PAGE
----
"The United Nations Should Outsource Peacekeeping to Private Contractors"

No. Those who advocate that the United Nations hire private contractors are not looking to replace U.N. peacekeeping forces. Rather, they hope to make them more flexible and easier to use. For instance, a 2003 proposal by U.S.-based advocacy group International Peace Operations Association to provide private forces for Democratic Republic of the Congo suggested teaming military contractors with local forces. That is a bad idea: Without firm government control, the local forces trained by military contractors could destabilize the environment after the contractors leave.

Outsourced peacekeeping is also unlikely. The U.N. Security Council and General Assembly have been reluctant to consider it because of weak governments' concern that private security forces could be used against them. Additionally, national militaries that participate in peacekeeping missions (which greatly influence their respective government's policies) see contractors as competition. Peacekeeping operations give these militaries money and prestige and sometimes keep them afloat.

That said, the Report of the Panel on United Nations Peace Operations — or "Brahimi Report" — released in August 2000 lists several ways in which U.N. forces could work together more effectively. Military contractors could train them for greater flexibility and capacity. However, the report lists major stumbling blocks to effective peacekeeping operations (such as insufficient member state support and lack of clear mandates) that are unlikely to be solved through privatization.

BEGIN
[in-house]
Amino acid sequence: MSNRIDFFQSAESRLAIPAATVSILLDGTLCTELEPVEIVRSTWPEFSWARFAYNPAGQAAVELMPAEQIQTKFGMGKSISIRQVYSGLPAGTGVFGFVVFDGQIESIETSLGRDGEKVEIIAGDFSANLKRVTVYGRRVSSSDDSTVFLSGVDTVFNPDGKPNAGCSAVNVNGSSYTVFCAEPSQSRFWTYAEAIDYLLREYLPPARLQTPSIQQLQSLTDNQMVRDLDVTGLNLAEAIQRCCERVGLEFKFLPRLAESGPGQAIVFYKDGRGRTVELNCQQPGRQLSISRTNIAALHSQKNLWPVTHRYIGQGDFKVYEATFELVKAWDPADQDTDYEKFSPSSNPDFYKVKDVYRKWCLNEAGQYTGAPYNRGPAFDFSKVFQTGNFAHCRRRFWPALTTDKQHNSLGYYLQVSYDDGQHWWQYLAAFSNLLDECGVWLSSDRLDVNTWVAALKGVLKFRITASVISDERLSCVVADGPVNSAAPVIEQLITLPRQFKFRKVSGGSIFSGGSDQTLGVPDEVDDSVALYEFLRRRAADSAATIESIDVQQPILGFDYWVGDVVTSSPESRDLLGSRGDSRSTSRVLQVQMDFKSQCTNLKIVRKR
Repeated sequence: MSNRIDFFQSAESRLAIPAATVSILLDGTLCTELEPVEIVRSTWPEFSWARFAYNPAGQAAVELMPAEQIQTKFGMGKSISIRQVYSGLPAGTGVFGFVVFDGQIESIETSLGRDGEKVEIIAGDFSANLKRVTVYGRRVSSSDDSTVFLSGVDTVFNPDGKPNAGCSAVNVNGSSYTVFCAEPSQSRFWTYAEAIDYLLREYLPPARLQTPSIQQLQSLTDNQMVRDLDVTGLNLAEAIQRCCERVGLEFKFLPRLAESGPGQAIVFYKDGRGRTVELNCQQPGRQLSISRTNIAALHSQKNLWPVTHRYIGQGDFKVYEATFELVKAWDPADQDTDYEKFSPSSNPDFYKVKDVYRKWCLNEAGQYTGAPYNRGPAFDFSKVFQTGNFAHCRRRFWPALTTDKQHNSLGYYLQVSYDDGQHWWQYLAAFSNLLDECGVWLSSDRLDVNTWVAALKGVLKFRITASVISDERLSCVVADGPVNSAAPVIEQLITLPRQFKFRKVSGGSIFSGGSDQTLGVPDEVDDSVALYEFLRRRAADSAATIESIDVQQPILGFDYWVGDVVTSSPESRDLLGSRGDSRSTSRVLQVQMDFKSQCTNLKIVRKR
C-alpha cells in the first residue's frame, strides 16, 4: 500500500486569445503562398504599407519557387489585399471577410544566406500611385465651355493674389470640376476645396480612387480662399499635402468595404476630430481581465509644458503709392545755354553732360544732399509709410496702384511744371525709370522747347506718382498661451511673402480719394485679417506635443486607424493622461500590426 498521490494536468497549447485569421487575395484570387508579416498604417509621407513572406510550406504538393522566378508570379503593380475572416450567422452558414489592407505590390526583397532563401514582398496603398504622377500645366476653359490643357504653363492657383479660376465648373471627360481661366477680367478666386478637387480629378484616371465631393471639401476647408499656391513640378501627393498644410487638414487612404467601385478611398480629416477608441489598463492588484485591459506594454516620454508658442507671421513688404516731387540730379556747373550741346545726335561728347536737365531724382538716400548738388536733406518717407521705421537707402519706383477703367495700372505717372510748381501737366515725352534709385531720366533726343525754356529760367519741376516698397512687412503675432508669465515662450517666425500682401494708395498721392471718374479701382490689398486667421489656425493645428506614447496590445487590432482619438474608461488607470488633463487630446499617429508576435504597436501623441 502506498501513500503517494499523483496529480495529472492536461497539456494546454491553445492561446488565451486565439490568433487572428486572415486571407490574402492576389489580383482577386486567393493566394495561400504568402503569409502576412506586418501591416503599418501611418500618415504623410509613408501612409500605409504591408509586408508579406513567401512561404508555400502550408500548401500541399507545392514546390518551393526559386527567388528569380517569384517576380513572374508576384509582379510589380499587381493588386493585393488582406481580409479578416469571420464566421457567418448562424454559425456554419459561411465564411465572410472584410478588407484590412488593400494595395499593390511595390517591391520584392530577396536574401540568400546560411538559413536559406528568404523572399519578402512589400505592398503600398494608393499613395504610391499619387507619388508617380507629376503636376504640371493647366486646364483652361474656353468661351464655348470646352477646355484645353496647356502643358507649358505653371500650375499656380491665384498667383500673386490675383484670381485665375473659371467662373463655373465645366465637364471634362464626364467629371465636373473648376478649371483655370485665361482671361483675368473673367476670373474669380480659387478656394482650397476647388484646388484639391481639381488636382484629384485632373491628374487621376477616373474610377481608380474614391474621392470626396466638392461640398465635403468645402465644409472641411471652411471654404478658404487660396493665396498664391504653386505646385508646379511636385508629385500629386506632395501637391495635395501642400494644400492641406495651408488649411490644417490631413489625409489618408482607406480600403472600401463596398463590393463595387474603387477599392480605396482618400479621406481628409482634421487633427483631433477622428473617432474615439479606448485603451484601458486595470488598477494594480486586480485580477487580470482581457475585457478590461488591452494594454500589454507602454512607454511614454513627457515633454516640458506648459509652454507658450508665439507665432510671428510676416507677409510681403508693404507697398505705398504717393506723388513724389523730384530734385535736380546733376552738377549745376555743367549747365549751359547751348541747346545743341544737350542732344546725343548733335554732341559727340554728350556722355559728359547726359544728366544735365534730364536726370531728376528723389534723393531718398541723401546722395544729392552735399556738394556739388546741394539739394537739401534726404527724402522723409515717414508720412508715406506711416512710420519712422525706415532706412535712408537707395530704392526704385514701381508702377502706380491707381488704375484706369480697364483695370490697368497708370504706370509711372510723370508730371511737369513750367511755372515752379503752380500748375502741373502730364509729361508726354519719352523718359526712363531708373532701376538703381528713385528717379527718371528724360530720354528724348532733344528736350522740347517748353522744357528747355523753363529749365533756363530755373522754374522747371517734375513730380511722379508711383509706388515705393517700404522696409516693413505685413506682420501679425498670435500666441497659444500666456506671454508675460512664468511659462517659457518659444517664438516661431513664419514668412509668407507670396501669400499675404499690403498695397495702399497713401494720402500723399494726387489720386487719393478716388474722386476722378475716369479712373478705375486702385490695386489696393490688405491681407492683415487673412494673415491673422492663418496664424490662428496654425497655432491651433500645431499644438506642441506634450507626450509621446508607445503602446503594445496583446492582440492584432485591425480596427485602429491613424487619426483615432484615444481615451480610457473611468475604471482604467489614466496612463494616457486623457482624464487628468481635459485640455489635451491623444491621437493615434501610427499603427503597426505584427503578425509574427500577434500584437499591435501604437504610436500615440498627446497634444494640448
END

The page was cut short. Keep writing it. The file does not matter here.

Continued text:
"Private Military Contractors Undermine State Power"

Not always. Military contractors can enhance the power of individual states, as when failed states like Sierra Leone essentially buy an army. Contractors are also quite useful to powerful nations such as the United States, which is managing the chaos in Iraq with fewer troops than many believed necessary by increasing its personnel pool. States that embrace private security have a flexible new foreign-policy tool partly because private forces ease the political restraints typical among democracies. Those states that do not tap into the market lose relative power.

Ultimately, however, contractors undermine states' collective monopoly on violence. The fact that the United States, Britain, Australia, and the United Nations hire private security makes it hard for nations that oppose military contracting to restrict security firms based in their country. Africa's civil wars have led extractive companies and NGOs to hire security. This practice can reduce state control over national territories, further complicating conflict resolution. Indeed, private security creates overlapping claims to authority, potentially feeding the problems that prompted demand for private security in the first place.

Deborah Avant is associate professor of political science and international affairs at the George Washington University and author of a forthcoming book on private security and political change.